What is the Foreign Investment Funds (FIF) Tax in New Zealand?
Disclaimer: This article is for informational purposes only and does not constitute a product recommendation, or taxation or financial advice and should not be relied upon as such. Please consult with your financial adviser or accountant to obtain the correct advice for your situation.
The foreign investment fund (FIF) taxation regime in New Zealand is broadly designed to prevent taxpayers from using investments in offshore entities to avoid or defer their tax obligations. These rules apply to offshore investments held by New Zealand-resident taxpayers and target overseas companies who do not pay dividends.
The tax implications of the FIF regime mean it’s necessary to understand which investments are considered foreign investment funds under the rules, how to calculate FIF income and how it impacts portfolio returns.
In order to diversify their portfolios beyond the opportunities available domestically, many New Zealanders invest in overseas companies or unit trusts.The FIF rules impose a tax on the underlying income that is derived from such investments, both to ensure a fair playing field and to encourage investment in NZ-domiciled companies.
To illustrate how common it is for New Zealand-based investors to invest internationally, 52% of all Sharesight users in NZ own direct holdings in markets outside New Zealand. This increases to almost 90% of New Zealand-based investors on Sharesight paid plans.
New Zealand Inland Revenue Department (IRD) defines a FIF as:
- a foreign company
- a foreign unit trust
- a foreign superannuation scheme (prior to 1 April 2014)
- a FIF superannuation interest (from 1 April 2014)
- an insurer under a life insurance policy (and the policy is not offered or entered into in New Zealand).
While the FIF rules serve as an incentive to invest locally, they largely exempt small foreign investments of less than NZ$50,000.These were first introduced as part of a tax reform package on 1 April 2007 to remove inconsistencies in the old rules. The rules were amended in 2014.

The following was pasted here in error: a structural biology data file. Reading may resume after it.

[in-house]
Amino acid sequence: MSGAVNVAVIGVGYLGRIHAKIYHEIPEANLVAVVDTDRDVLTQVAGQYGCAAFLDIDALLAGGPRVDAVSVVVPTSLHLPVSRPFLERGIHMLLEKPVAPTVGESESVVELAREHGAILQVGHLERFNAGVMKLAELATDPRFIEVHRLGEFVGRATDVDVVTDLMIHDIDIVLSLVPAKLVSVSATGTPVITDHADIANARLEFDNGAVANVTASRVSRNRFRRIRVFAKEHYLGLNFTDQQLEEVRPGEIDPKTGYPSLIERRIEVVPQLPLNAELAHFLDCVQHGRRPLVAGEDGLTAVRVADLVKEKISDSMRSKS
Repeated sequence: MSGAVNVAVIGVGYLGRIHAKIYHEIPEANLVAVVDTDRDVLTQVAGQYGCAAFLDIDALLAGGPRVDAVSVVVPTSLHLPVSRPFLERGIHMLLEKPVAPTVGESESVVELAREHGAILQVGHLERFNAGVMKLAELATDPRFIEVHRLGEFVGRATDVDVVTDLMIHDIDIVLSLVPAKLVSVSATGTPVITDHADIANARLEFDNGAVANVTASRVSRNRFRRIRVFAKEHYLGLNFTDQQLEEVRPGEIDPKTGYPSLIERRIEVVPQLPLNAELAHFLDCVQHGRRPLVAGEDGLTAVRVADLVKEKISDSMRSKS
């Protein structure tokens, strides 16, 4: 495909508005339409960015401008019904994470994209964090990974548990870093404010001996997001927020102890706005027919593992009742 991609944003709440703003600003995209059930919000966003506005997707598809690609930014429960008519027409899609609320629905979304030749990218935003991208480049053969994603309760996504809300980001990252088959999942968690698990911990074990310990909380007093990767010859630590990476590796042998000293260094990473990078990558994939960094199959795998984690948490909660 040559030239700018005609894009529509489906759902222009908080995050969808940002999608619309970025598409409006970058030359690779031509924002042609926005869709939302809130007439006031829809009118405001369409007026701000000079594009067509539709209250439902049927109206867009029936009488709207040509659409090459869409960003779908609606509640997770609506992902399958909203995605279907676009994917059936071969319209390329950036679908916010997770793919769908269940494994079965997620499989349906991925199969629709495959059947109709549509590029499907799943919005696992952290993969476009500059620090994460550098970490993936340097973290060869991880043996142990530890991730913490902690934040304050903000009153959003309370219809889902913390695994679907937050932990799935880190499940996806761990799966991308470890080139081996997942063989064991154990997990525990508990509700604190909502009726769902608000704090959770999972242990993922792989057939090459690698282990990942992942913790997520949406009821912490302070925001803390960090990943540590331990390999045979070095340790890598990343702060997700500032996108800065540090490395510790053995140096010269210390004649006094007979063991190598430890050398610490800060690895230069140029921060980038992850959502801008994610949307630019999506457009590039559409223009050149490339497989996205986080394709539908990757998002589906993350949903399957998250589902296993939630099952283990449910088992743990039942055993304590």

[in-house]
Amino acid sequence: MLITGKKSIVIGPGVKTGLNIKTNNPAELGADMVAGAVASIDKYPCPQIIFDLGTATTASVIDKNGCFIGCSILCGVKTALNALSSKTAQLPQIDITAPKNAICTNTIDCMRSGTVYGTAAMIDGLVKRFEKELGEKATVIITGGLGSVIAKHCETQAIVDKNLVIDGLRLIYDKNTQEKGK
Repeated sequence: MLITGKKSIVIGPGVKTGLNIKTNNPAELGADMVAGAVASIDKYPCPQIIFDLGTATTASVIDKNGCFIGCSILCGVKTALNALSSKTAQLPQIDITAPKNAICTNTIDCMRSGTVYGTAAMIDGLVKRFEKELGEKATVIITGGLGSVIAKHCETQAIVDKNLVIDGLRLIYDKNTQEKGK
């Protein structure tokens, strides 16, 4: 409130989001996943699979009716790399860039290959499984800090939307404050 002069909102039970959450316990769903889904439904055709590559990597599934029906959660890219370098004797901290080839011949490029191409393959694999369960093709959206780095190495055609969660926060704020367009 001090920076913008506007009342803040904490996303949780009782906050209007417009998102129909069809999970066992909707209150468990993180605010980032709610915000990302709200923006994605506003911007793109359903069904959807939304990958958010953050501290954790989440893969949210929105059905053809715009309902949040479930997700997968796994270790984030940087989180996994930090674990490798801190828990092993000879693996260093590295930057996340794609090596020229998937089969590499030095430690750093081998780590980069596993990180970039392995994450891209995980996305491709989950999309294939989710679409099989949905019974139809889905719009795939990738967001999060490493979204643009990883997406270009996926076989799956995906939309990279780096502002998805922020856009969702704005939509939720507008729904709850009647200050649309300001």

There are also different rules for holdings of 10% or more that may apply. A FIF does not include term deposits, bonds, debentures, money lent, foreign employment, pensions, qualifying foreign private annuity or rental investments.
The rules for FIF were at least in part defined by New Zealand legislation before 2007 but reform aimed to simplify the process by introducing the Fair Dividend Rate Method (FDR) and Cost Method (CM). This means that since July 2011, investors need to consider the following five calculation methods depending on their type of foreign investment and information they have available. These are:
• fair dividend rate (FDR)
• comparative value (CV)
• cost method (CM)
• deemed rate of return (DRR)
• attributable FIF income method.
Retail investors tend to choose the FDR method as this ensures a flat tax is paid of 5% on the share portfolio’s opening market value each year. The excess return is effectively tax free and generally only shares held at the start of an income year are taken into account, with purchases and sales of shares during the year excluded. However, shares that are purchased and sold in the same income year are taxed on the lower of 5% of their cost or the actual gains made on these "quick sales" - the term for a sale of shares in a company are bought and sold within the same income year.
Investors can also use the Comparative Value (CV) method which determines taxable FIF income from the change in value of the investment each tax year, with an adjustment for capital gains and dividends In some cases it is possible to switch between FDR and CV each year to achieve the best tax outcome.
The claiming of FIF losses has its own set of complexities and is best discussed with a tax agent or financial adviser.
A full list of exemptions to the FIF rules is contained in the New Zealand Income Tax Act 2007 and these are best discussed with your tax agent or financial adviser as general tax rules will still apply. However, the key exemptions for New Zealand residents to be aware of are:
- the total amount of investment of a natural person or eligible trust doesn't exceed the NZ$50,000 threshold at any time in the year. This cut off is intended to reduce compliance costs for investors with relatively small amounts invested offshore.
- Australian listed shares are generally exempt from the FIF rules and are taxed in the same way as NZ investments. This means dividends are taxable when received and capital gains are tax free. However, the investment must be listed on the Australian Securities Exchange (ASX). To help investors decide whether or not an Australian company satisfies the exemption criteria, New Zealand Inland Revenue have listed companies that qualify for the exemption from the FIF rules on its website.